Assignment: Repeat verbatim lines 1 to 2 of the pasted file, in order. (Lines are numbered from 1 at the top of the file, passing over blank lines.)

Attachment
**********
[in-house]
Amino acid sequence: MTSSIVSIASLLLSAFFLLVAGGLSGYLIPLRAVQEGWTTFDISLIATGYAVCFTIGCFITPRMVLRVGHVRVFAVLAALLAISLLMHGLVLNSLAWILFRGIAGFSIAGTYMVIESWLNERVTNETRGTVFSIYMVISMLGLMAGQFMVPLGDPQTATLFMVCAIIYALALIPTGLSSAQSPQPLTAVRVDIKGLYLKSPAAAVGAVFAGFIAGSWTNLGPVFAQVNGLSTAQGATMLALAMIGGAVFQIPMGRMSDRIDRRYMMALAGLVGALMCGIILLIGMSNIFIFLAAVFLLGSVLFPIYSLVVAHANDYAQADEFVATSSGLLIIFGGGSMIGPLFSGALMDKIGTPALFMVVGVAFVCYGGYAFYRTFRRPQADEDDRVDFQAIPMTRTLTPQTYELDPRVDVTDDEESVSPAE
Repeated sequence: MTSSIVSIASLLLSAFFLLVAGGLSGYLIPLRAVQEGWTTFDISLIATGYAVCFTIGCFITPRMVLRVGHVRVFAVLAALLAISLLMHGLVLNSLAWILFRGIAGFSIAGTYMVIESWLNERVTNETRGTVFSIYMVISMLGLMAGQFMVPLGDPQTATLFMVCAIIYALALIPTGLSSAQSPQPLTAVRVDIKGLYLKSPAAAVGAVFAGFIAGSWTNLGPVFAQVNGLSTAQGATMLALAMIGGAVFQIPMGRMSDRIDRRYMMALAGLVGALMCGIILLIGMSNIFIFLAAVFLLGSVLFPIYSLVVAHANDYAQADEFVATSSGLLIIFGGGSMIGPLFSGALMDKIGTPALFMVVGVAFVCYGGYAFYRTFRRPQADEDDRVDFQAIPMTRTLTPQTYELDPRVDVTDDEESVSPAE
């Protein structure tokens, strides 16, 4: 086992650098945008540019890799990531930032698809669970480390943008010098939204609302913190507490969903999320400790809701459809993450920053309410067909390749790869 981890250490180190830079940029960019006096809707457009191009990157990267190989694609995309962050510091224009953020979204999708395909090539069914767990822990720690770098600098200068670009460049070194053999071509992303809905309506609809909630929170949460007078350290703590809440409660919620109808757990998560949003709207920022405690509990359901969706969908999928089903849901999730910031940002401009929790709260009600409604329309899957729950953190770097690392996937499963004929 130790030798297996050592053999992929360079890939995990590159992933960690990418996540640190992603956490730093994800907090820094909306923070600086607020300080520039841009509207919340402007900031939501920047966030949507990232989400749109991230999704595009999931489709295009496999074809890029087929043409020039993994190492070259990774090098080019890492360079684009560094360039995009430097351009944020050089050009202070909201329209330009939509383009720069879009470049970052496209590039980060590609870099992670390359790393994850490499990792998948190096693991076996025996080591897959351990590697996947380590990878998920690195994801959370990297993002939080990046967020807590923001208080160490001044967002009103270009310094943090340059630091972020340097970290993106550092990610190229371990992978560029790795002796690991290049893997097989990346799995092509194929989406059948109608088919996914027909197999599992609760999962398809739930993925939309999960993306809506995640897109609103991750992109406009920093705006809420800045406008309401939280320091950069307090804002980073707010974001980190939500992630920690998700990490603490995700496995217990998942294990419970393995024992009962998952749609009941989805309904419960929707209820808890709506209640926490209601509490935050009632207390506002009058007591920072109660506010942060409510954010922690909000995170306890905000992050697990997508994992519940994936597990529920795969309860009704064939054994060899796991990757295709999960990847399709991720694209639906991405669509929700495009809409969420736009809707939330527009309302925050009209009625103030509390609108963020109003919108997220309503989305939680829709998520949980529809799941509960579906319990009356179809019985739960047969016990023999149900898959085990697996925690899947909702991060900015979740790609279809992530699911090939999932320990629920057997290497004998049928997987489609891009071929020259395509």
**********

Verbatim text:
[in-house]
Amino acid sequence: MTSSIVSIASLLLSAFFLLVAGGLSGYLIPLRAVQEGWTTFDISLIATGYAVCFTIGCFITPRMVLRVGHVRVFAVLAALLAISLLMHGLVLNSLAWILFRGIAGFSIAGTYMVIESWLNERVTNETRGTVFSIYMVISMLGLMAGQFMVPLGDPQTATLFMVCAIIYALALIPTGLSSAQSPQPLTAVRVDIKGLYLKSPAAAVGAVFAGFIAGSWTNLGPVFAQVNGLSTAQGATMLALAMIGGAVFQIPMGRMSDRIDRRYMMALAGLVGALMCGIILLIGMSNIFIFLAAVFLLGSVLFPIYSLVVAHANDYAQADEFVATSSGLLIIFGGGSMIGPLFSGALMDKIGTPALFMVVGVAFVCYGGYAFYRTFRRPQADEDDRVDFQAIPMTRTLTPQTYELDPRVDVTDDEESVSPAE